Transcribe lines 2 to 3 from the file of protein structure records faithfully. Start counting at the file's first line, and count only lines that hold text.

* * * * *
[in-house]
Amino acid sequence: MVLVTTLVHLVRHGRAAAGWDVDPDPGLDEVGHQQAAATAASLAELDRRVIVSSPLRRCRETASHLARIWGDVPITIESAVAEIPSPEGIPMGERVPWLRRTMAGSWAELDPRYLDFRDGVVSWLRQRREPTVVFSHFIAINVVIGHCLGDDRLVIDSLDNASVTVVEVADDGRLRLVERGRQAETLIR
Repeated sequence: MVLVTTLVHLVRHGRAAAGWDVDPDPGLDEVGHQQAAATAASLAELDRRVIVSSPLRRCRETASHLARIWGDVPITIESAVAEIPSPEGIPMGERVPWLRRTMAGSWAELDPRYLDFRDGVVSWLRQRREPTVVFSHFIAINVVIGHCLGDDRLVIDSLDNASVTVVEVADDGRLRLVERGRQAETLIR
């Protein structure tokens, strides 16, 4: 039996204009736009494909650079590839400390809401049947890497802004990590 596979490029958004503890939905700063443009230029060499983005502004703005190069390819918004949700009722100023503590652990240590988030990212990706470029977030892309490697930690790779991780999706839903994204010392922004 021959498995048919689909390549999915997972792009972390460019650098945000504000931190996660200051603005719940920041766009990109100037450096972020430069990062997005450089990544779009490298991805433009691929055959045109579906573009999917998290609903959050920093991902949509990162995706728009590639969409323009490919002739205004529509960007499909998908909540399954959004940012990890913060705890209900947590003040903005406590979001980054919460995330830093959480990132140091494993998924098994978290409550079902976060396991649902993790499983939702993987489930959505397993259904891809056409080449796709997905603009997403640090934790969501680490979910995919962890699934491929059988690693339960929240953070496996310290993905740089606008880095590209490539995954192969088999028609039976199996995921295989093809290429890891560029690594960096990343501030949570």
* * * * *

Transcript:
Amino acid sequence: MVLVTTLVHLVRHGRAAAGWDVDPDPGLDEVGHQQAAATAASLAELDRRVIVSSPLRRCRETASHLARIWGDVPITIESAVAEIPSPEGIPMGERVPWLRRTMAGSWAELDPRYLDFRDGVVSWLRQRREPTVVFSHFIAINVVIGHCLGDDRLVIDSLDNASVTVVEVADDGRLRLVERGRQAETLIR
Repeated sequence: MVLVTTLVHLVRHGRAAAGWDVDPDPGLDEVGHQQAAATAASLAELDRRVIVSSPLRRCRETASHLARIWGDVPITIESAVAEIPSPEGIPMGERVPWLRRTMAGSWAELDPRYLDFRDGVVSWLRQRREPTVVFSHFIAINVVIGHCLGDDRLVIDSLDNASVTVVEVADDGRLRLVERGRQAETLIR